Filling Up the Word: The Fulfillment Citations in Matthew’s Gospel
It is often assumed, occasionally argued, that when Matthew writes, in his ten “fulfillment citations” (FCs), that Scripture was “fulfilled,” he means that the occurrence of certain events “verify” scriptural “predictions.” This study argues that the FCs have another primary function—namely, to show how Jesus (or, in two cases, Israel’s leaders) brings the scriptural word to an unsurpassable, “full” limit. The key verb πληροῦν, that is, has a basic meaning of “fill up.”
The starting point is an examination of three rhetorically significant texts in Matthew’s gospel that are not FCs. In Matt 3:13-17, 5:17-20, and 23:32-36, Matthew consistently uses πληροῦν to mean “fill up” some ethical/ moral quantum. A survey of the way in which “limit-adjectives/ adverbs” (adjectives/ adverbs, that convey a limit being reached, e.g., “all”) cluster around the FCs points in the same direction—towards the hypothesis that πληροῦν means “fill up” in the FCs as well.
A potential linguistic objection is then addressed: is it possible to use πληροῦν in this way in Matthew’s Umwelt? Considering the instances of “πληροῦν + a word” formulations in koinē Greek, the study concludes that such language would have no default idiomatic meaning in the ears of Matthew’s speakers and could be used in the manner proposed.
After establishing the methodological principle that Matthew controlled the size of his FCs—and, thus, quoted precisely what he needed—exegesis of the specific FCs attempts to confirm the study’s central thesis. Consideration of relevant textual features of the narrative context in which the FCs are embedded (e.g., repetition of limit-adverbs/ adjectives, narrative-enacted “fullness”) would show that many, but not all, of the FCs point towards such a meaning for πληροῦν. Those FCs lacking such textual features can and probably should be read within the framework derived from Matthew’s normal usage of πληροῦν.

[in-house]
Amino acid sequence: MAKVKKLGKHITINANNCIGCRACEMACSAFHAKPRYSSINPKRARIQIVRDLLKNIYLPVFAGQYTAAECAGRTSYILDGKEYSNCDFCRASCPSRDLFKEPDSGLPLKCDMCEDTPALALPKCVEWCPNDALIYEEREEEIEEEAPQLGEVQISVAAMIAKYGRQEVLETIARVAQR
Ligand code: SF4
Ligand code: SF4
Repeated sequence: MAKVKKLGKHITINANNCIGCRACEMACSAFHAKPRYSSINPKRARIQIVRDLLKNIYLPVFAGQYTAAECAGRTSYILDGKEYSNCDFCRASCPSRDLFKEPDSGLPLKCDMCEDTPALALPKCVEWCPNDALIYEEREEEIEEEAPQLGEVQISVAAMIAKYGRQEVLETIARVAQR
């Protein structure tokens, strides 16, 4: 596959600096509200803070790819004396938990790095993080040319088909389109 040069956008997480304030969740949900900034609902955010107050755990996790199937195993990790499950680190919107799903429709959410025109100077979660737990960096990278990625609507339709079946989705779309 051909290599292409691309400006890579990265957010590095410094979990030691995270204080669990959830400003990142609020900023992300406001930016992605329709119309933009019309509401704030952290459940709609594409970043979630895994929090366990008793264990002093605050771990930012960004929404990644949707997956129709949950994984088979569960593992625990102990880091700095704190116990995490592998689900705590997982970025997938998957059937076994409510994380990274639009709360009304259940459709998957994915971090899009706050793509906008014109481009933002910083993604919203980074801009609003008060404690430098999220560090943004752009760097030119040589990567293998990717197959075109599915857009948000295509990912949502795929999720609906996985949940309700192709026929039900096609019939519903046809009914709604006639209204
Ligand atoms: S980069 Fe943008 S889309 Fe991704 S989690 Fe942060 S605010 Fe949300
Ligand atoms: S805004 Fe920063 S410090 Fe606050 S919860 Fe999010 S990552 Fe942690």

Finally, the study considers several hermeneutical implications of this exegesis. Ultimately, it would situate Matthew’s hermeneutic within scholarly discussion of “the Old in the New” and offer a contribution to Matthean christology. With the FCs, Matthew sets forth a vision of myriad images from Israel’s past (Emmanuel; Son; nazirite; light; healing Servant; nonviolent king; prophet; meek king) converging on the Jesus who fully embodies them to save Israel from the fullness of her exile.
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